Ken Burtness

Ken Burtness has a long history in the San Juan Islands – his family moved to Shaw in 1890 and he has lived on Lopez for 35 years. He was born and raised in Anacortes and attended the University of Washington. Ken started working for the Washington State Ferries as a summer job during college. He ended up making it a permanent job as a captain. Ken retired in 2008. His biggest interest these days is gardening. Because of his long family history in the islands, he feels very connected to this place and the people who live here. Ken views his board membership as a way to contribute to keeping the islands a special place. With his deep island roots and in-depth knowledge of our local waterways, it is an honor to have Ken on the Friends board.

Michael Riordan

Michael, a physicist and author, writes about science, technology and public policy from Orcas Island, where he lives and often kayaks. He holds a Ph.D. in physics from MIT and has taught courses about the history of physics and technology at Stanford University and UC Santa Cruz. He is author of “The Hunting of the Quark” as well as coauthor of “The Solar Home Book,” “The Shadows of Creation,” “Crystal Fire,” and — most recently — “Tunnel Visions.” He has published articles, essays and reviews in The New York Times, The Los Angeles Times, Washington Post, San Francisco Chronicle, Scientific American and the Seattle Times. Currently the Chair of the Science Advisory Board of Research Now in Eastsound, WA, he has an abiding interest in fossil-fuel transport through the Salish Sea.

Shireene Hale

Shireene and her husband Ed have lived on San Juan Island since 2005. She holds a BS in environmental health, and worked as an environmental health professional and land use planner in northern Idaho before moving to the San Juans. She was the deputy director of the San Juan County Community Development Department, and the staff lead on the update of the critical area regulations. Shireene and Ed are now retired and enjoy sailing and visiting remote areas of British Columbia and Alaska. Shireene is proud to support Friends efforts to protect and restore the San Juan Islands.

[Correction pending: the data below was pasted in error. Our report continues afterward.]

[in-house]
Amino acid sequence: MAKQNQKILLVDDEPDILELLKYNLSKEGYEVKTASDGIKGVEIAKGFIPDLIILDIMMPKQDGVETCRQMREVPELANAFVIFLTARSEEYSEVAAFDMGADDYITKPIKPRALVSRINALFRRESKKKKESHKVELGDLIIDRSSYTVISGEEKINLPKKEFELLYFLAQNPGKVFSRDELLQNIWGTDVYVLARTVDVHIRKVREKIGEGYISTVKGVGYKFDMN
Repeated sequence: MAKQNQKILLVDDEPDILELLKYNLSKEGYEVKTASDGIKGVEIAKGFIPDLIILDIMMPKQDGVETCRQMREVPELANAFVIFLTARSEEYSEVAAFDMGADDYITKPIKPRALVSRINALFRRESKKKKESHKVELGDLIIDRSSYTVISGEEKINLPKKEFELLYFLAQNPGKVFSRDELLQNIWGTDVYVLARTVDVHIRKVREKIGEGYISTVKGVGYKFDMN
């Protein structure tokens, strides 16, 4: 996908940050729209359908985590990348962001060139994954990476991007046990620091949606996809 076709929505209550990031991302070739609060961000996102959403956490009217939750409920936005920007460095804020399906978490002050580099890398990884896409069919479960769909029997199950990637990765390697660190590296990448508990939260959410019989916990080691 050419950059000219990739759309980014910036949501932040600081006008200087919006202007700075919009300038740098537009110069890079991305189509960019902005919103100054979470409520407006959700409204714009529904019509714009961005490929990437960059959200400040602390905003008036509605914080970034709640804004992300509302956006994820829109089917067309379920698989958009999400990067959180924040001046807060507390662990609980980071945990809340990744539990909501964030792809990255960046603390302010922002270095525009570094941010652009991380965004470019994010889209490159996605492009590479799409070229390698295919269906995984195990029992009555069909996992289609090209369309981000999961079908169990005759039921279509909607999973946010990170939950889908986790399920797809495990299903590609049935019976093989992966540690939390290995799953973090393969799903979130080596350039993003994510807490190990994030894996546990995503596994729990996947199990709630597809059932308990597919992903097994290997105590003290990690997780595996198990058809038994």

Ken Carrasco

Ken is a retired biologist and resides on Orcas Island where he lives with his wife Mariann, a retired wildlife biologist. He holds a bachelor’s degree in zoology with an emphasis on marine invertebrates and also has a master’s degree in Dungeness crab ecology from the University of Washington, although during his career he also worked with salmon. He worked for various organizations including the Alaska Department of Fish and Game (Cordova and Kodiak) and the National Marine Fisheries Service (NMFS), and participated in research on the Exxon Valdez disaster for two years. Ken served in the US Coast Guard before college; he was stationed aboard a polar icebreaker for three deployments including two to the South Pole and one to the North. He is convinced of climate change because of the rapid, dramatic changes to the Arctic since his service there. Ken now enjoys boating in the Salish Sea and is a proponent of electric transportation technology, both for cars on land and to provide propulsion for boats on the water.